UPDATE: Follow-up here.

This sounds like a survey whose broader implications I might wish were true, but probably aren’t:

A study published in the April issue of British Educational Research Journal found that 59 percent of students in a new survey reported that at least half of their lectures were boring, and that PowerPoint was one of the dullest methods they saw. The survey consisted of 211 students at a university in England and was conducted by researchers at the University of Central Lancashire.

Students in the survey gave low marks not just to PowerPoint, but also to all kinds of computer-assisted classroom activities, even interactive exercises in computer labs. “The least boring teaching methods were found to be seminars, practical sessions, and group discussions,” said the report. In other words, tech-free classrooms were the most engaging.

My confession: I use Keynote (the Mactastic replacement for PowerPoint) for big lecture courses, particularly the survey of US history 1865-present. But pretty reliably once a year the system flakes out and I end up teaching the class without it. Which bothers me not at all. But I believe I can see the students getting restless. For US intellectual history I don’t use Keynote, as the concepts generally don’t benefit from visual representation. Increasingly I use it for my research talks, though. I believe it’s becoming a norm.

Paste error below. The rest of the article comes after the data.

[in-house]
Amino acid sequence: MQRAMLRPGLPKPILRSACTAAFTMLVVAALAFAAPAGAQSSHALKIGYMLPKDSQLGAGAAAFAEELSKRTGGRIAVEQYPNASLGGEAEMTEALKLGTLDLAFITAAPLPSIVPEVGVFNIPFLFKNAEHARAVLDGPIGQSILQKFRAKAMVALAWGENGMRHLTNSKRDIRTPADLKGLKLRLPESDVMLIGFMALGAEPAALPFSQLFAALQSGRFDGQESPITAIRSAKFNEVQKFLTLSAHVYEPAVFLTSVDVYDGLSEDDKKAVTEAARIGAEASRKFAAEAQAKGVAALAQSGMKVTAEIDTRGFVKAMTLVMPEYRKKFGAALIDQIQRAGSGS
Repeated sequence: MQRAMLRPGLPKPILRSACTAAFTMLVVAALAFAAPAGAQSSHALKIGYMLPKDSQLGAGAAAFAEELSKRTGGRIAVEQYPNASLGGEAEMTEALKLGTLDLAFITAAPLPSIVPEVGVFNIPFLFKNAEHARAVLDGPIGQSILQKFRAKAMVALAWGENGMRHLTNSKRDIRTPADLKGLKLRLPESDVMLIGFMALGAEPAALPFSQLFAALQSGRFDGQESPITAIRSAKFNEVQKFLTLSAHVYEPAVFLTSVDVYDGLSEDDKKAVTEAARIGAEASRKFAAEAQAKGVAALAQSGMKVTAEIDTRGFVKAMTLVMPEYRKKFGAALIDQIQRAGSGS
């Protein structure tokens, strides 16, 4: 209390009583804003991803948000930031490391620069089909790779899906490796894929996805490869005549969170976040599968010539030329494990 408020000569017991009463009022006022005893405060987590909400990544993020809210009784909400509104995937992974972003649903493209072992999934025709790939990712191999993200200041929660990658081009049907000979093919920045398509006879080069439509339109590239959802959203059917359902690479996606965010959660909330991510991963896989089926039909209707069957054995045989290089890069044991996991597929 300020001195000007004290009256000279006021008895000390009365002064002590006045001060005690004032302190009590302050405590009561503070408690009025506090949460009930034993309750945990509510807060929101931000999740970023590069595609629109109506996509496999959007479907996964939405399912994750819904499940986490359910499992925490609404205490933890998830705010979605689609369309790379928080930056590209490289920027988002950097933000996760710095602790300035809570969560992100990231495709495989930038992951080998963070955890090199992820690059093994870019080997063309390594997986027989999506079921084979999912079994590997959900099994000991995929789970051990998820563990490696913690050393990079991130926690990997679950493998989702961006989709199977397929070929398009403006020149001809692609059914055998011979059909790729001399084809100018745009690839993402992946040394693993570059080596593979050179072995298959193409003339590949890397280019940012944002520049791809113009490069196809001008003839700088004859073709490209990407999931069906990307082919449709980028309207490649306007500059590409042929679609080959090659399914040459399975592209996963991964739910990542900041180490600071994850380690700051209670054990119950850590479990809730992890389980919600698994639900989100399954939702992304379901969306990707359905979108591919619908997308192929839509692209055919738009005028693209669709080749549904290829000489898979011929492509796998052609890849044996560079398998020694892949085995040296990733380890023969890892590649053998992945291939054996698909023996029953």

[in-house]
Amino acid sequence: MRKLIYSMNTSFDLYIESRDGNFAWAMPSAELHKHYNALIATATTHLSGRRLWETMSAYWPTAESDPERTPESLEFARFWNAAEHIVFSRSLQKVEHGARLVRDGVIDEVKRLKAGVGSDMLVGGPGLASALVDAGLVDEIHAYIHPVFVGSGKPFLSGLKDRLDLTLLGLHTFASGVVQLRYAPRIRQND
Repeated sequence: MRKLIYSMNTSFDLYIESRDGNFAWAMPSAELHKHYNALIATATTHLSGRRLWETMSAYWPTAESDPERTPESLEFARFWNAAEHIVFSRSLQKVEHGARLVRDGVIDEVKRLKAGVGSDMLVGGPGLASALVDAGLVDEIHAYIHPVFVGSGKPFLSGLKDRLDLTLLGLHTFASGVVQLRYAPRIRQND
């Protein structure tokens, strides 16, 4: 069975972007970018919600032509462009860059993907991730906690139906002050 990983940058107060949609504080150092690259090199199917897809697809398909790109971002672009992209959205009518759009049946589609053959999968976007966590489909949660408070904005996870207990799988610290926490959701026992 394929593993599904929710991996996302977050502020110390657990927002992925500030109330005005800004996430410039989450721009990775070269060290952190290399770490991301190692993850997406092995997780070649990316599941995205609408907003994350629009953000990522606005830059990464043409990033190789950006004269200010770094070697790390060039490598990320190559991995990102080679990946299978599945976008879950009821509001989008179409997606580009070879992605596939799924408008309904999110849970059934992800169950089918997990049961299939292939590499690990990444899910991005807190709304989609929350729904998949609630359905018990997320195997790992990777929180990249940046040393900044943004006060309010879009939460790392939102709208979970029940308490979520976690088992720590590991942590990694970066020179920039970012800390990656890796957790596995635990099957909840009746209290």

If there’s any truth to the survey, I believe it’s that most people use these tools badly. You see an awful lot of computer presentations with way too much tiny text per slide, or slides that are basically the lecturer’s notes, or the PowerPoint version of Ken Burns: show somebody’s face while you’re talking about them.

Whereas there are of course perfectly good uses of visual media in lectures. Such uses can even engage the students: “What does the graph tell us?” Or, “What do you think this map shows?”


Answer below the fold.


Originally here; it’s hard to draw this picture with chalk.